I’m excited to offer my very first book review of a terrific book! I have many great dog books on my shelf, and this book is a staple that should be on every dog owner’s shelf! I won’t say that about very many books, but this one is really very good! If you’re the owner of a high needs or special needs dog, you’ll likely read this book so often that you’ll wear the cover off! Yes, it’s that good! I promise!
The author, Turid Rugaas, is Norwegian dog trainer and behaviorist who has really made her splash by educating dog owners in the fine art of how dogs communicate with each other through body language. She has spent many years studying canine social interaction, and she discovered that dogs often use “calming signals” to avoid conflict with each other, invite play and simply just to communicate with dogs and humans alike.
The problem with humans, is that we live in a very noisy world. We like to talk, and we tend to think of communication as verbal…whether we’re speaking to other humans or to our canine friends. Dogs spend the vast majority of their lives using body language to communicate to each other, and if you don’t know how to “read” your dog, you might be adding to the very problems you’re having in living with him. Even a novice dog owner can learn really valuable communication skills so that you’ll know how to “speak dog.” This will be not only important to the way that you interact with your own dog, but also when you meet other dogs on walks or in their yards.
I find that many dog owners I work with honestly have no idea what their dog’s body language means. They don’t have any idea how to read their dog’s anxiety or fear, and, as a result, they continue to put their dogs in situations far beyond what their nervous dog can manage. To a dog, this must feel like their owners are throwing them under the bus over and over. It erodes trust between a dog and owner.
I think that was a big factor in working through trust issues with Rugby. For far too long, I continued to take him on neighborhood walks that were so very scary to him, and too much stimulation all at once for him. I kept thinking that if we kept doing that, over time, he would get used to seeing things and be able to cope with it. I think with my dog, it had an opposite effect. Instead of Rugby getting better and better, he reacted more and more quickly, and became more aggressive in his response. Now I see that he had tried to tell me how stressed he was, but I ignored his signals, and so he escalated his stress to strongly make his point.
Once I really learned what he was saying in his body language, I had a much better idea of how to help him, and that’s made a huge difference for us! Once I knew his early signs of anxiety, I could quickly offer my own calming signals and help him to calm himself. I also learned to back off at appropriate times, which gave Rugby confidence that I could and would protect him. I’ve learned that my dog needs and wants a small world, because that’s all he really can manage. Even though I’d love to give him a big, safe world, Rugby can’t manage that, and is very happy in his home and yard with occasional outings that are few and far between. He loves a carefully planned occasional outing, and we have fun and it leaves a positive experience in his mind, versus a daily stress beyond what he can manage.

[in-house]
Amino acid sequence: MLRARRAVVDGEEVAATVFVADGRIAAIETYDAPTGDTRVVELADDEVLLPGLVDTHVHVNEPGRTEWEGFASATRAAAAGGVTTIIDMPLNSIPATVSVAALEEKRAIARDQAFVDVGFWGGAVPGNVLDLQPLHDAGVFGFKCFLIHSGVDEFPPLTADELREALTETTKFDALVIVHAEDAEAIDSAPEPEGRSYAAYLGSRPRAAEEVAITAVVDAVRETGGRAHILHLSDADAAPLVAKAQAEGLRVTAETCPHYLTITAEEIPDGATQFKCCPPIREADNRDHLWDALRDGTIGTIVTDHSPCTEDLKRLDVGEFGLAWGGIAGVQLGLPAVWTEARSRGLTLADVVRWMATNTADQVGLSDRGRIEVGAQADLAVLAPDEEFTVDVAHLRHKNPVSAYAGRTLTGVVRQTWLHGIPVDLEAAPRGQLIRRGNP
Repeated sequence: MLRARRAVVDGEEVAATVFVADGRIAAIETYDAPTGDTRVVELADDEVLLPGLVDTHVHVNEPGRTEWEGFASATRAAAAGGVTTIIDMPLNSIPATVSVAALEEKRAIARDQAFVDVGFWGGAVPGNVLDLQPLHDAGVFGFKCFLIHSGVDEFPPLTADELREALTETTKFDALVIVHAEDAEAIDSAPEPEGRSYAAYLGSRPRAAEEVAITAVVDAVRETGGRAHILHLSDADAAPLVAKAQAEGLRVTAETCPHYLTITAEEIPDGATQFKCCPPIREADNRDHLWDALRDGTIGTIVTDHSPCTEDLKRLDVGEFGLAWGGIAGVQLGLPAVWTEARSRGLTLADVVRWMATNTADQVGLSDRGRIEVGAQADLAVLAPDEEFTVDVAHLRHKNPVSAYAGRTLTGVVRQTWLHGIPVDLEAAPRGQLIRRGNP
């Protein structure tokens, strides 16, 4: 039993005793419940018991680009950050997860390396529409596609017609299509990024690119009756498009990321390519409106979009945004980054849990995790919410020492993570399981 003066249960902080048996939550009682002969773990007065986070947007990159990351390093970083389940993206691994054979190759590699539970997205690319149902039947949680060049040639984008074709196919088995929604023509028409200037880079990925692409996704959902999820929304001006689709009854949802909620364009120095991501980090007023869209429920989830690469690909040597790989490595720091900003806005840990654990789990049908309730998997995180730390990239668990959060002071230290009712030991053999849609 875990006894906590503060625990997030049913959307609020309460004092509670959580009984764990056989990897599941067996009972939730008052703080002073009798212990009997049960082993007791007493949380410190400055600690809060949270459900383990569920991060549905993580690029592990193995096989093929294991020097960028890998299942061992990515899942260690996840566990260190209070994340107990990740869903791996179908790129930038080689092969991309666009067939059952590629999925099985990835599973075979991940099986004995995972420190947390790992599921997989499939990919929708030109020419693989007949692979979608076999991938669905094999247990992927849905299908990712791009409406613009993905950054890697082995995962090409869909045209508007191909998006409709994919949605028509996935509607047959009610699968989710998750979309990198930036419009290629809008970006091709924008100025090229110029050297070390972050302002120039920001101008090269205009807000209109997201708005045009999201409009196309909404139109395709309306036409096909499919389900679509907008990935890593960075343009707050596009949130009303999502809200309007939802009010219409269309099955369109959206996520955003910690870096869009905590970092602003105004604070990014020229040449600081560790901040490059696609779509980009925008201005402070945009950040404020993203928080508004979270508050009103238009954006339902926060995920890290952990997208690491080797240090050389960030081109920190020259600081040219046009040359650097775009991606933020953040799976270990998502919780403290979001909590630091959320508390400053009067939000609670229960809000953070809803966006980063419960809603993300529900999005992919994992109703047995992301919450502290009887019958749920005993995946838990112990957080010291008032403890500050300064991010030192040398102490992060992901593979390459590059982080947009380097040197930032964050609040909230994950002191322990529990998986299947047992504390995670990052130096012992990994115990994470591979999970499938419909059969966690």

Once you finish reading this book, I strongly suggest that you simply go to the dog park without bringing any dogs and just observe dogs in play. Do it multiple times to get an understanding of what you’re seeing and it will build your confidence in understanding your own dog. You’ll learn how different breeds express their body language, much like the dialects of any human’s language. You’ll see so many of the calming signals at work, and it will really help you to understand what you’re seeing in your own dog.
This book is written in a very casual style, and is “user-friendly” in its language. The author does a wonderful job of explaining terms through photos and also through written descriptions. When possible, she offers a suggestion that will allow you to mimic the dog’s behavior in a way that a dog can understand, even though a human offers it. I’ve used these suggestions many times with Rugby and I’ve had good success with them. Dogs try so very hard to figure out what we are saying to them non-verbally! The trouble is that sometimes we can use threatening body language while also using a soothing voice at the same time, which sends a very mixed signal to that dog! No wonder they sometimes just shut down and refuse to participate with us!
Dogs are such smart and complex critters! Yes, they have simple needs and wants in life, but they are so very good at how they communicate. This book has helped me to have eyes to see, and an understanding heart, and in turn, that’s enabled me to be so much more helpful when I’m training dogs. I’ve also been able to teach owners what to look for in their own dogs as we’re training together, which has been invaluable to me!
The author has no knowledge or approval of my review….the comments and opinions expressed here are all my own. This book can be found in many places, online or in local bookstores . I purchased my own copy several years ago, and I refer to it over and over. If you’re interested in ordering a copy online, one place you can order from is “Dogwise.” There’s a link on the right side of my blog, if you’re on a laptop. It’s at the bottom of the blog if you’re on your phone. I have an affiliate relationship with Dogwise, which means that if you click on the link provided in this blog, they might offer me a small commission for mentioning them. It’s a small way that I can earn some income for writing this blog. But feel free to get your copy anywhere you like! You won’t be sorry, because it’s a wonderful book!